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"Go, And Sin No More"

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The passage in John 8:11 where Jesus told an adulteress “Go, and sin no more” is one that gives hope to every sinner. 

In John 8:11, Jesus told an adulteress, “Go, and sin no more.” This is indeed a powerful and precious passage, one that gives hope to every sinner. It has been often misunderstood and misused to suggest that Jesus was “non-judgmental,” that he only encouraged but never condemned the sinner. If Jesus did not require the penalty for sin, it is said, we should be “more tolerant” on the subject of adultery and on a wide range of other sins today. Let us consider these beautiful and blessed words of Jesus in their original context.

The Text in Its Context

John 8:1-6 we read,


Jesus went unto the Mount of Olives. And early in the morning he came again into the temple, and all the people came unto him; and he sat down, and taught them. And the scribes and Pharisees brought unto him a woman taken in adultery; and when they had set her in the midst, they say unto him, Master, this woman was taken in adultery, in the very act. Now Moses in the law commanded us, that such should be stoned; but what sayest thou? This they said, tempting him, that they might have to accuse him.

It has been well observed that the enemies of our Lord were hoping that he would so explain away the seventh commandment, which forbids adultery, as to encourage them to break the sixth commandment, which forbids murder. In other words, they were looking for an excuse to put him to death.
“But Jesus stooped down, and with his finger wrote on the ground, as though he heard them not. So when they continued asking him”—why did he delay answering them? Jesus, by ignoring them, was giving them plenty of rope with which to hang themselves. They thought they had him trapped, and that he could not answer them without destroying himself, and so they pressed their argument harder and harder upon him. Verse 7 says, “So when they continued asking him, he lifted up himself, and said unto them, He that is without sin among you, let him first cast a stone at her.” Now what is the meaning of that statement?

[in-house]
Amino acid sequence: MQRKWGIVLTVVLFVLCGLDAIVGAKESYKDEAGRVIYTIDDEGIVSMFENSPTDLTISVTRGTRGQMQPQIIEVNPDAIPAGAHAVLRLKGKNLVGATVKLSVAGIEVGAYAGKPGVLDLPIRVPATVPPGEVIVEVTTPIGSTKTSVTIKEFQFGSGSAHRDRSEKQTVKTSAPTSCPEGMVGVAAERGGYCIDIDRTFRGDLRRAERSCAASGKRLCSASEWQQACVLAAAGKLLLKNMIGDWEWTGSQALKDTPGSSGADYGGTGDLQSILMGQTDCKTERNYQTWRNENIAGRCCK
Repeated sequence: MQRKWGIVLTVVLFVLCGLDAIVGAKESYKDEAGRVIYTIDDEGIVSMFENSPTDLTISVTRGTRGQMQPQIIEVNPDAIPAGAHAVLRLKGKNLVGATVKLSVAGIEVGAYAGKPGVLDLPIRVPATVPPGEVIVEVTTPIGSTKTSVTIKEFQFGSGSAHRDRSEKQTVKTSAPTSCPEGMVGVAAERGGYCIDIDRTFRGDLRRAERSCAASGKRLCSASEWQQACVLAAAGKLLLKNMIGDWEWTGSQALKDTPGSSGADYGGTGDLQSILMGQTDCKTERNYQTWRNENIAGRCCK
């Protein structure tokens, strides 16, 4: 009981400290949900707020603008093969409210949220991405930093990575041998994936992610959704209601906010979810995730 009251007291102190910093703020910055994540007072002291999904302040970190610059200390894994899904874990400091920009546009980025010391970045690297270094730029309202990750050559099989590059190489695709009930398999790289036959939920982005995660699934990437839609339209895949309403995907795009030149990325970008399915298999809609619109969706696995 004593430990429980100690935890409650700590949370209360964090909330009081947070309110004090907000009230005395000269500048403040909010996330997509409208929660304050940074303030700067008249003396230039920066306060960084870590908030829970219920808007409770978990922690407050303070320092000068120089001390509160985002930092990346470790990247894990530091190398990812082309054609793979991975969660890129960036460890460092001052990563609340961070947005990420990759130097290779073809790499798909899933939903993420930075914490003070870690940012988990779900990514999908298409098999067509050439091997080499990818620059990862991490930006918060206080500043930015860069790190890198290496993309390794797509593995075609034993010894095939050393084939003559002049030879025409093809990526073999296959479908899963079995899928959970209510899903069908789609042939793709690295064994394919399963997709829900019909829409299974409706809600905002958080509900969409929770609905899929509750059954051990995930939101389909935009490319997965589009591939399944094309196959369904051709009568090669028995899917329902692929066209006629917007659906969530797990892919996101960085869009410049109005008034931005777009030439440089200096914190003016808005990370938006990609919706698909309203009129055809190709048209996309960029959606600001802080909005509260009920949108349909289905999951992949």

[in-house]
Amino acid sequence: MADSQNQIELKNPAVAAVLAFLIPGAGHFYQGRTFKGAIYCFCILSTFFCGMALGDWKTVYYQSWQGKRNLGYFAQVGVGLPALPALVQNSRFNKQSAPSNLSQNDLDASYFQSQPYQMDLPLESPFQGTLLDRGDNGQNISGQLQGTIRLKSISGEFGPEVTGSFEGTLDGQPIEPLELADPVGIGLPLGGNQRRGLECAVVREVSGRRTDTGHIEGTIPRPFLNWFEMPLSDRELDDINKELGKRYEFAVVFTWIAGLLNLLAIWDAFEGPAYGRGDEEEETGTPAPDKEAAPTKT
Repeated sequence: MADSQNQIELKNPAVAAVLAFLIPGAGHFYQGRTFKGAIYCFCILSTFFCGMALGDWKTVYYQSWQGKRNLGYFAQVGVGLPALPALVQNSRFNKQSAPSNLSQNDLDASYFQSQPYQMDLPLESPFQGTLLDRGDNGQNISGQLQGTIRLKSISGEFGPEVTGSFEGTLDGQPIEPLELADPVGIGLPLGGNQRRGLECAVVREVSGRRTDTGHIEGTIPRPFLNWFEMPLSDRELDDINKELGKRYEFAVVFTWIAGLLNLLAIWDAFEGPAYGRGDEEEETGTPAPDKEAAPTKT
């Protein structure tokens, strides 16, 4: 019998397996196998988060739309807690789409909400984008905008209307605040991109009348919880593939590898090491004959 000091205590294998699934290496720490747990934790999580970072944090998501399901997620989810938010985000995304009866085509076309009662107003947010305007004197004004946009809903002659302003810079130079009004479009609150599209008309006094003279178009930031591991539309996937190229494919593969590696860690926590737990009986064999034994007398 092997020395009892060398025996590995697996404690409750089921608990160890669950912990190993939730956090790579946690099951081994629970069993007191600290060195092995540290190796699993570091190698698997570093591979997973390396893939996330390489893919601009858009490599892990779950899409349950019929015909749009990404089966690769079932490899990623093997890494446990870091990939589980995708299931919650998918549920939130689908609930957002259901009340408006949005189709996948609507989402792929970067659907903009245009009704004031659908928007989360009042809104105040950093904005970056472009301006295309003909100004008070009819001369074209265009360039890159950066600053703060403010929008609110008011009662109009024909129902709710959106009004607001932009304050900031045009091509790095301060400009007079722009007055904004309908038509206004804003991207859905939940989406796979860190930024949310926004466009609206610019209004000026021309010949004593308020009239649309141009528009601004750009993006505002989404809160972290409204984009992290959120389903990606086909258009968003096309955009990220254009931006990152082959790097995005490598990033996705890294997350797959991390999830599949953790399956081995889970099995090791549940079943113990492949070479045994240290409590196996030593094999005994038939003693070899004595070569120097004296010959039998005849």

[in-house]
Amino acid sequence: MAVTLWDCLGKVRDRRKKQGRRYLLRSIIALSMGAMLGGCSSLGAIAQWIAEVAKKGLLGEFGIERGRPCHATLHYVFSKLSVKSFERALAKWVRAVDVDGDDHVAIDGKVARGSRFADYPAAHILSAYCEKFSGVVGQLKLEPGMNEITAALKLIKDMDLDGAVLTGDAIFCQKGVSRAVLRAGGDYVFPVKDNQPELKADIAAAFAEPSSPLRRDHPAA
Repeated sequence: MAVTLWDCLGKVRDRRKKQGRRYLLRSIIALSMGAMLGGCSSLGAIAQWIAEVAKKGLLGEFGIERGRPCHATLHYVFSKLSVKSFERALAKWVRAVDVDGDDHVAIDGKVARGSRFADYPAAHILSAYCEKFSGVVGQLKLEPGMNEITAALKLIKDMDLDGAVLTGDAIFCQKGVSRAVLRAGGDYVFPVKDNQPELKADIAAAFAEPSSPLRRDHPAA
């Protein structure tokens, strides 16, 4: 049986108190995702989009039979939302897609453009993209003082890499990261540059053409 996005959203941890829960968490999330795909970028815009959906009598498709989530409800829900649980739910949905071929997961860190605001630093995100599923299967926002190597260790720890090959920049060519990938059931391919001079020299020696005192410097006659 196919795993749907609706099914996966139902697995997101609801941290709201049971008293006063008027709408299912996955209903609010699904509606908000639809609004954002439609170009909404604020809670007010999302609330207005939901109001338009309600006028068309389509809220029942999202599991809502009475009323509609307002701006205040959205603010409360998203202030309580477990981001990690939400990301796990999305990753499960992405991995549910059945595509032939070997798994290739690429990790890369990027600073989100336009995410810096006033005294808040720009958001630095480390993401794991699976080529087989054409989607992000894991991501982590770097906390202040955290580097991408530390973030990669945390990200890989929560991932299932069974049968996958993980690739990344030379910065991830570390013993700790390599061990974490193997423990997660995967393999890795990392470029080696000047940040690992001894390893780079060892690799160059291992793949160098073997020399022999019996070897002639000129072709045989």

Jesus is pointing out that they had not come to him out of concern for justice in this matter. This is obvious on the face of it because they brought only the woman and not the man. The Law of Moses plainly taught in 
Deuteronomy 22:22 that both the adulterer and adulteress were to be put to death. But they brought only the adulteress. Where is the adulterer? If the police caught two men robbing a bank, arrested only one of them, and let the other go, scot free, would we not think that the police themselves were implicated some way in the crime? In other words, we would not expect them to conduct themselves that way unless they themselves were overturning justice. These men were not interested for one moment in justice as is evident because they did not bring the man who committed adultery with this woman.
Jesus called attention to this miscarriage of justice when he said, “He that is without sin among you,” that is, he that is not implicated in this crime. He who is truly seeking justice may cast the first stone. The point of that reference is that in 
Deuteronomy 17:7 the Law of Moses required in a capital case that the witnesses to the crime must cast the first stones. This is the exact meaning of the statement by Jesus, “He that is without sin among you, let him cast a stone at her.”
Jesus was not saying, as is sometimes supposed, “Well, if there is any one of you who has never made a mistake and never committed a sin of any kind, then you are free to stone her.” Jesus was not advocating a tolerant, non-judgmental, broad-minded attitude which says, “Since we all make mistakes, let us not be too strict in the application of God’s law on adultery or any other sin.” That was not the point at all, but rather Jesus is referring to the teaching of 
Deuteronomy 17:7 which they understood very well. In fact, Jesus is insisting that the law be applied strictly and accurately, exactly as God gave it. They attempted to use God’s Word hypocritically, twisting it to serve their own sinful aims, namely the rejection of the truth taught by Jesus and of the evidence that he was the Messiah. Rather than teaching tolerance for sin, Jesus is publicly exposing and rebuking all sin.